Let us return to that point in time, where the wrong choice was made to go off into studying the disease as if “fatigue” were the identifying factor (it is not).  Let us return to that poor choice and fix it:  use the name they should have used in the first place, Myalgic Encephalomyelitis, ME.  What are we talking about?

(The US HHS and NIH use ME/CFS as a compromise; CDC continues to use CFS.)

ME is a very serious disease.  Both the Institute of Medicine (commissioned by the Department of Health and Human Services, or HHS) and an initiative called “Pathways to Prevention” at NIH, produced reports last year stating strongly that the disease is in no way psychiatric.

According to the CFS Advisory Committee (CFSAC) to the Secretary of Health and Human Services, Myalgic encephalomyelitis/chronic fatigue syndrome (ME/CFS) as defined by the Institute of Medicine is "an acquired, chronic multi-systemic disease characterized by significant relapse after physical, cognitive, or emotional exertion of any sort. The disease includes immune, neurological and cognitive impairment, sleep abnormalities, and autonomic dysfunction, resulting in significant functional impairment accompanied by a pathological level of fatigue. The cause of the disease remains unknown, although in many cases symptoms may have been triggered by an infection or other prodromal event.  There are no approved diagnostics tests or treatments.”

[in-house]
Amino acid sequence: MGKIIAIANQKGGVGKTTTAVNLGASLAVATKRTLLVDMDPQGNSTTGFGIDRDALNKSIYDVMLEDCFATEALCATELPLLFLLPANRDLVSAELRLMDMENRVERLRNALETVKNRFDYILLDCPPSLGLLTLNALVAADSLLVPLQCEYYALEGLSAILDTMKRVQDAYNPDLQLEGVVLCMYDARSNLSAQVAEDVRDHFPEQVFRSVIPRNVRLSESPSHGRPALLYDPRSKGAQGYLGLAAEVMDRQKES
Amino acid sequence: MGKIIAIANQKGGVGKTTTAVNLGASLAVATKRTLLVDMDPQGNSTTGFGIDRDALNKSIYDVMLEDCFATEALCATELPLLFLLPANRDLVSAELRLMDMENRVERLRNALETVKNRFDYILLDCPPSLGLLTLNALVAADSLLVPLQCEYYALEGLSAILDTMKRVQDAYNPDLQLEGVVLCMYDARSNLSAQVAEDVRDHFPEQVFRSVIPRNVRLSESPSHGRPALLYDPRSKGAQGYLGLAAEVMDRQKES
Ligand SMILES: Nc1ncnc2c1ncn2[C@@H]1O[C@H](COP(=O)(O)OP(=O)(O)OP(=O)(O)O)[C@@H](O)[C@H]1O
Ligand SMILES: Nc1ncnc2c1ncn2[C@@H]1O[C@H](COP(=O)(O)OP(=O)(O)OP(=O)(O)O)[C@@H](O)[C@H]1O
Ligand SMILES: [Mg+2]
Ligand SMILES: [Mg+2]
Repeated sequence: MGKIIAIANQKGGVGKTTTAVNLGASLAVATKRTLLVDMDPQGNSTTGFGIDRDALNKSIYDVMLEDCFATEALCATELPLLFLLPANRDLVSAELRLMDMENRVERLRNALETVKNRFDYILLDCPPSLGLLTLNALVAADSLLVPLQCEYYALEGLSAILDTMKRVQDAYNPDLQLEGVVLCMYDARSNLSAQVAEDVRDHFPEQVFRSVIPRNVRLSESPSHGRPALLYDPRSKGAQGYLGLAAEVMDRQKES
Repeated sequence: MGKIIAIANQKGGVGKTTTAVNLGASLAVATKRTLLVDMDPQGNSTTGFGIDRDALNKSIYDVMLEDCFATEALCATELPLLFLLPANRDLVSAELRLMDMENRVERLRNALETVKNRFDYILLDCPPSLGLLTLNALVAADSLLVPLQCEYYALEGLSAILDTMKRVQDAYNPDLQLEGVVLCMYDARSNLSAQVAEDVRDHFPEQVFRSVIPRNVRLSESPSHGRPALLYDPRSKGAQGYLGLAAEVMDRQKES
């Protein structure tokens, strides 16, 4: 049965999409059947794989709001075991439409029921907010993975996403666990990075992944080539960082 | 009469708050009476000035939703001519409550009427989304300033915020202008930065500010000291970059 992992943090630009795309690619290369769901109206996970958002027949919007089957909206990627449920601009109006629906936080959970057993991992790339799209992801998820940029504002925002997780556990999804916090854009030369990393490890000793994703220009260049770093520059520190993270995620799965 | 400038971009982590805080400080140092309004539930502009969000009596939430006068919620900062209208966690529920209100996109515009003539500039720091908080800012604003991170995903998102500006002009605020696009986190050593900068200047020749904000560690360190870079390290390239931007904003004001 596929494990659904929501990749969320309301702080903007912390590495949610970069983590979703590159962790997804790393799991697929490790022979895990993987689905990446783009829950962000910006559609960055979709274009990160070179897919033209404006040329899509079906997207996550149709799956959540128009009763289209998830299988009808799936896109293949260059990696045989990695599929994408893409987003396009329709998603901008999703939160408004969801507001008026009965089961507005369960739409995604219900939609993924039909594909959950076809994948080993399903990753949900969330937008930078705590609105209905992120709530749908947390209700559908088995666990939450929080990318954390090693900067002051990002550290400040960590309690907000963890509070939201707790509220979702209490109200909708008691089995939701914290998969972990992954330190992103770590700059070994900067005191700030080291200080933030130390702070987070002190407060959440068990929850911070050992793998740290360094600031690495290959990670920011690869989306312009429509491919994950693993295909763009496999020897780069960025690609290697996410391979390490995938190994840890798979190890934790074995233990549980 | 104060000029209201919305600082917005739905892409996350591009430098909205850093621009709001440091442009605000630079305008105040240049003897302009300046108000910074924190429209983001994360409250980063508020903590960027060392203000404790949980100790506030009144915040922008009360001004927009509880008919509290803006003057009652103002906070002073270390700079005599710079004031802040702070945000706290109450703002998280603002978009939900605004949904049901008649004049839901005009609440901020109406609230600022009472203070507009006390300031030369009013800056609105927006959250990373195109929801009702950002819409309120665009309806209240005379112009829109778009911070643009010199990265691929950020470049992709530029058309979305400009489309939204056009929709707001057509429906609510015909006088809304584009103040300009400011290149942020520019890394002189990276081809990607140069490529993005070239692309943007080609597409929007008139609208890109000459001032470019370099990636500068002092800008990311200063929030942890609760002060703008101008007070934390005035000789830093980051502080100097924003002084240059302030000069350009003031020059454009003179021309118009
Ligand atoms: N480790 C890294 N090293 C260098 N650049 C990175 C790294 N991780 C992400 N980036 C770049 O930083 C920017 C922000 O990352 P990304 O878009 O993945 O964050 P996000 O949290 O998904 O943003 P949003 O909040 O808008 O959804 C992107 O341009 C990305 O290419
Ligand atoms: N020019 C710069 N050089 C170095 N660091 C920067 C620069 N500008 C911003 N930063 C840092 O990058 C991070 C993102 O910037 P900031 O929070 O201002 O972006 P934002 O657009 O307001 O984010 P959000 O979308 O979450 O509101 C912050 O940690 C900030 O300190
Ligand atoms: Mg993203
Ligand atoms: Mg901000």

NIH is going to study 40 select patients “to begin to understand the clinical and biological characteristics of ME/CFS.”